It’s been a while since I’ve written about work, but this is one of those cases where someone might be scratching their heads for days as to what could be causing their issue.

TL;DR, check every little thing your replica server does, down to the smallest detail. Even if it’s been doing the same thing for years.

As a long standing employee at my place of work, I often end up with the task of resolving issues with the, shall we say, more legacy parts of the platform. So when I was made aware one of the backup MySQL database replication servers for one of the oldest parts of the platform was misbehaving, I was assigned to tracking down the problem. The issue was that the monitoring system had reported that the replication server was NULL seconds behind the master. This often confuses newbies, often asking “how can it being no seconds behind the master be a critical alert?”. To put it simply, NULL is not equal to zero. NULL, in this case, means it’s no longer processing data coming from the master server so it’s an infinite number of seconds behind the master database or, to put it simply, the replication has stopped.

So, expecting the worst, I hopped onto the offending server and ran SHOW SLAVE STATUS\G expecting it to show the error which caused the last query to fail. But instead I was greeted with the following:

*************************** 1. row ***************************
               Slave_IO_State: Waiting for master to send event
                  Master_Host: ***.***.***.***
                  Master_User: replication
                  Master_Port: 3306
                Connect_Retry: 60
              Master_Log_File: binary.000504
          Read_Master_Log_Pos: 569676966
               Relay_Log_File: mysqld-relay-bin.000077
                Relay_Log_Pos: 41680265
        Relay_Master_Log_File: binary.000504
             Slave_IO_Running: Yes
            Slave_SQL_Running: No
                   Last_Errno: 0
                 Skip_Counter: 0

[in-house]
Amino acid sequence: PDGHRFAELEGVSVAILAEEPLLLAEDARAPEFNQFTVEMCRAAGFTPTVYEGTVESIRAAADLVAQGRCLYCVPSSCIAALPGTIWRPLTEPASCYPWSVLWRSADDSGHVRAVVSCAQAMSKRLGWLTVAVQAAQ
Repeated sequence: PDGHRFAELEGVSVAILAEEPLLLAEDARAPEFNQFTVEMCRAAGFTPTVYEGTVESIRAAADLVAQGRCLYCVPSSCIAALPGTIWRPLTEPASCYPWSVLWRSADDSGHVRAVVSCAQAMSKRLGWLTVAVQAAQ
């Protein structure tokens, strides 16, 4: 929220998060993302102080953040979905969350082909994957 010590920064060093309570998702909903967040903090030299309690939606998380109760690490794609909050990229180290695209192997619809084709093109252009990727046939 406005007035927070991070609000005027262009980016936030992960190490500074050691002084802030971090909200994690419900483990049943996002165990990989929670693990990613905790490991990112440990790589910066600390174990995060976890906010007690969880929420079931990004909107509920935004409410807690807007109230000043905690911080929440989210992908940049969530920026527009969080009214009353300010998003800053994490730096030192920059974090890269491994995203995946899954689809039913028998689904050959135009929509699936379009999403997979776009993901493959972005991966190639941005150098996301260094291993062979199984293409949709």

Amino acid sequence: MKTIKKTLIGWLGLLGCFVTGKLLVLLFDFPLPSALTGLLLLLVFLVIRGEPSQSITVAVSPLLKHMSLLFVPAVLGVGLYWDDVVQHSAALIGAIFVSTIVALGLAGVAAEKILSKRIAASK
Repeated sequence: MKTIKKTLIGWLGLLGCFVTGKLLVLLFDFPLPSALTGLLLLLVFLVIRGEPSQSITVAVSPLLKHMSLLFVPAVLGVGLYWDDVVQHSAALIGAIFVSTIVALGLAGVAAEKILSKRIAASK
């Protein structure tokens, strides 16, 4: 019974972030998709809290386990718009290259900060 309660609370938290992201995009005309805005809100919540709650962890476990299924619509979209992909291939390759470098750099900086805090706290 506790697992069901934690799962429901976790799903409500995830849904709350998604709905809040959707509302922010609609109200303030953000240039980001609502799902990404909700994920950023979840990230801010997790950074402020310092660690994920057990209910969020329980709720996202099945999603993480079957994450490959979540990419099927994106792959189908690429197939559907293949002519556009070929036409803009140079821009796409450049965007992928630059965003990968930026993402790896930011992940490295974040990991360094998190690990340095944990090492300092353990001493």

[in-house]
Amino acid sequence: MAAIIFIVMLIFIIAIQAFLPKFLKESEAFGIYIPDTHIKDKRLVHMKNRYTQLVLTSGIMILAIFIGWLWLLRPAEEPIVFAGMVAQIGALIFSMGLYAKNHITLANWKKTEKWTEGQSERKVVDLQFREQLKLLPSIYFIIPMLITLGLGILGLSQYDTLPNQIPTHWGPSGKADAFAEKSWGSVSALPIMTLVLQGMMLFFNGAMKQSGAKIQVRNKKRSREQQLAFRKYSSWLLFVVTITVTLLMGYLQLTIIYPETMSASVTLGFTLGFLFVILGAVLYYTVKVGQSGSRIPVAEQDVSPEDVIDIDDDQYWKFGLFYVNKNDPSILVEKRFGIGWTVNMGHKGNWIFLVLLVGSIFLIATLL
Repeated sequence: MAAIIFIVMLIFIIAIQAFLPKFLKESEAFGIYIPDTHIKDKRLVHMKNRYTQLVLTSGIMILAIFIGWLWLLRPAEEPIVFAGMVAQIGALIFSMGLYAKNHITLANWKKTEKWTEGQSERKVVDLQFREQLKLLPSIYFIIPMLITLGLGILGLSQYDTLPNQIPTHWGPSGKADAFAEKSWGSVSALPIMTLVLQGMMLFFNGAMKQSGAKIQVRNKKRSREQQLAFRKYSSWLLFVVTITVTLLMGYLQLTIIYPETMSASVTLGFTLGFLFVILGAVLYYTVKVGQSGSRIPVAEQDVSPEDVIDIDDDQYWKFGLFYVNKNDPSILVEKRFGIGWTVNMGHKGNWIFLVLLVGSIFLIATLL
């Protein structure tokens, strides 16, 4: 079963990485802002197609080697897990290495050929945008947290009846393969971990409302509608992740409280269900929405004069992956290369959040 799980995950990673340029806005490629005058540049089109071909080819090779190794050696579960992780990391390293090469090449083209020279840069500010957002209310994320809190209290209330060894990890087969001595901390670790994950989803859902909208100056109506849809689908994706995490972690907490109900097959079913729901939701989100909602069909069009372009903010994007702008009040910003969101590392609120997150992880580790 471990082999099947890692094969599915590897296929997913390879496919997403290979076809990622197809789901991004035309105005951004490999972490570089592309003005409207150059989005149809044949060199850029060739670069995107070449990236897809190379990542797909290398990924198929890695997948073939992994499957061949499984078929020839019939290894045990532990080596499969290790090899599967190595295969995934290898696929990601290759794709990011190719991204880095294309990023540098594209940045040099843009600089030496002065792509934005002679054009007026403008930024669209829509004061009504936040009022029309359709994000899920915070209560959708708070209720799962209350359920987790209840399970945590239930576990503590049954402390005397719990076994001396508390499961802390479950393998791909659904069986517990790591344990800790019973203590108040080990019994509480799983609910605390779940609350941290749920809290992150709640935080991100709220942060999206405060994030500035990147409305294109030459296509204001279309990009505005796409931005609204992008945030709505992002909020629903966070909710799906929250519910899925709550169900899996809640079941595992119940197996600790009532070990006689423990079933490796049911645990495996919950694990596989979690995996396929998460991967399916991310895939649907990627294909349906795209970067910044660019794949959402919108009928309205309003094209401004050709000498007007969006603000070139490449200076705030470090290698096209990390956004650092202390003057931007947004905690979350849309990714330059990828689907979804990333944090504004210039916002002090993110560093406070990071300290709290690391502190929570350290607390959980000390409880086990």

Exec_Master_Log_Pos: 469954883
              Relay_Log_Space: 246260313
              Until_Condition: None
                Until_Log_Pos: 0
           Master_SSL_Allowed: No
        Seconds_Behind_Master: NULL
Master_SSL_Verify_Server_Cert: No
                Last_IO_Errno: 0
               Last_SQL_Errno: 0
             Master_Server_Id: 103
1 row in set (0.00 sec)

This was quite odd, it appeared that the replication had just stopped. So I tried the START SLAVE; query and, unsurprisingly, the replication kicked back into life and I didn’t think too much of it. I checked the status again before I went home for the day and the slave was still running fine and had fully caught up with the master. Next morning, I checked the backup server where the backups were shipped to and happily saw that the nightly backup had yielded a file, which indeed was larger than the one that preceded it.

For a sanity check, I decided to check the replication status, only to find it had stopped again and, just like last time, without error. A quick search on the internet didn’t help matters much, with one of the only sensible suggestions to try running mysqlcheck on the affected databases. I fired up a screen session and ran a check which came back clean. So I ruled out the database being an issue.